In the Minnesota Vikings' loss to the Detroit Lions in Week 1, the difference came down to one aspect in the game—the play in the trenches. All right, that's really two things when you consider the offensive line allowed too much pressure on quarterback Christian Ponder and the defensive line was unable to put much of any pressure on Detroit quarterback Matthew Stafford.
On offense, outside of the first play of the game when Adrian Peterson sprinted untouched for a 78-yard touchdown, the Lions controlled the line of scrimmage. The following really shows how the Detroit defensive line was able to penetrate and control the game.
The Vikings were in a three-wide receiver, single-back set, with Peterson seven yards deep—a common formation the team uses. The Lions countered with seven men in the box and a defensive back covering each of the receivers with a single safety playing deep (off screen).
On this play, we're going to pick on right guard Brandon Fusco. As the play developed, tight end Kyle Rudolph got a block on the Lions' defensive end, and right tackle Phil Loadholt blocked to his left, picking up the defensive tackle. With the play designed to go to the right, it makes sense that Fusco should have been pulling to his right and sealed the outside, or picked up the outside linebacker.
Center John Sullivan was beyond the line to cover the middle linebacker, and left tackle Matt Kalil was looking for the other linebacker. That left Fusco, who started to move to his right to find linebacker Travis Lewis, circled in blue.
It appears from this shot that all Fusco needed to do was get around Rudolph.
By the time Peterson got the ball, the Lions had pushed the line of scrimmage back by a yard. The penetration backed up Rudolph into Fusco, and there was no room for Peterson as the linebacker was able to come in behind the penetration of the defensive end.
Peterson was wrapped up and thrown for a three-yard loss on the play.
This was a common occurrence in the game. After Peterson's first run of 78 yards, he only gained another 15 yards on 17 carries.
The Lions didn't only shut down the Vikings' running game, they also were able to put plenty of pressure on the Vikings' passing game. A quick scan of the stats show that Ponder was only sacked twice, but he was constantly being pressured. According to Pro Football Focus (subscription required), Ponder dropped back 34 times and was under pressure on 17 of them.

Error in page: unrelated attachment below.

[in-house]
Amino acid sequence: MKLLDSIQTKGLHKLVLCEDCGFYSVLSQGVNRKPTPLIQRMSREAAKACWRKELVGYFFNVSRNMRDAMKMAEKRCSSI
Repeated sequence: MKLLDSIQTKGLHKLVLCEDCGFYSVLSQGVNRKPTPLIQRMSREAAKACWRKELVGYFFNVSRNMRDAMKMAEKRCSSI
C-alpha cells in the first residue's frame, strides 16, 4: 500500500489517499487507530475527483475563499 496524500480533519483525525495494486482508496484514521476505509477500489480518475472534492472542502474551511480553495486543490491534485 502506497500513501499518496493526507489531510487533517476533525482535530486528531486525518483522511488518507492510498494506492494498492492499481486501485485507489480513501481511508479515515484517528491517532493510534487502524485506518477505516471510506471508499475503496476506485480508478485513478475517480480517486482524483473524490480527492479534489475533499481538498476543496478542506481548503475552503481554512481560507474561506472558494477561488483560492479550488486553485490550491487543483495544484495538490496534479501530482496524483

Here's a look at one of the plays that resulted in a sack. Again, the problem is the penetration the Lions were able to get at the point of attack, and again we'll pick on Fusco.
The Vikings, facing a 3rd-and-8 on their first drive of the third quarter, had Ponder in the shotgun and flanked by tight end Kyle Rudolph on his left and Peterson on his right. With the Lions not blitzing on the play, both would go out on pass patterns.
The key of this play is Detroit defensive tackle Nick Fairley. He delayed his rush and circled behind the other interior lineman.
Fusco, who slid to his left, helped Sullivan on his block. This is exactly what Fairley needed, as it opened up a clear path to Ponder.
In this game, wide receiver Jerome Simpson was Ponder's favorite target. He finished with seven catches for 140 yards. On this play, he was lined up wide right, and Ponder appeared to be keying on him, while to Ponder's left, Rudolph was uncovered and wide open at the 20-yard line.
Unfortunately, without anyone getting in his way, Fairley was able to sack Ponder before he even had a chance to look to any other receivers. If Fusco had kept his head up, perhaps he would have seen Fairley, and even if he had just got a piece of him, it could have given Ponder that split second to find another receiver.
Let's take a look at how the Detroit offense was able to slow down Jared Allen and the Vikings pass rush. On this play, running back Reggie Bush was lined up in the slot with Joique Bell deep in the backfield.
With Bush coming in motion, the ball was snapped and Stafford first faked the handoff to Bell then to Bush and dropped 10 yards off the line of scrimmage.
Notice that both Allen and Brian Robison were wrapped up with a single blocker and that Fred Evans and Letroy Guion both followed the fake to Bush as Bell slid in behind them. There were no defenders within five yards of Stafford, giving him plenty of time and space to complete the play.
The linemen who had been "blocking" Evans and Guion were now just beyond the line of scrimmage as Stafford completed the pass to Bell.
The play gained 29 yards for the Lions. On the day, Bell and Bush combined for 10 receptions for 179 yards, including a 77-yard touchdown pass to Bush in the third quarter.
With an effective passing game, the Lions had plenty of success with the running game. They finished with 117 net rushing yards on Sunday.
On this play, the Lions spread out their offense with four receivers and Bush standing eight yards deep on the goal line.
The Vikings gambled and decided to blitz with slot corner Josh Robinson and middle linebacker Erin Henderson looking to put pressure on Stafford. Notice that the Detroit offensive line had every one of the Vikings' defensive line stood up.
Unfortunately, it was a draw to Bush as Robinson penetrated the from the left side to an empty backfield, and Bush hit a hole at the line of scrimmage.
This play only gained five yards, but it gave the Lions a little breathing room from their own end zone.
These are just four plays that show how Detroit—by controlling the line of scrimmage—was able to control the game. They out-gained the Vikings in total yards 469 to 330 and won the time-of-possession battle by more than 12 minutes—36:19 to 23:41.
The Vikings will need to find a way to win these battles in Chicago if they are to even their record in Week 2.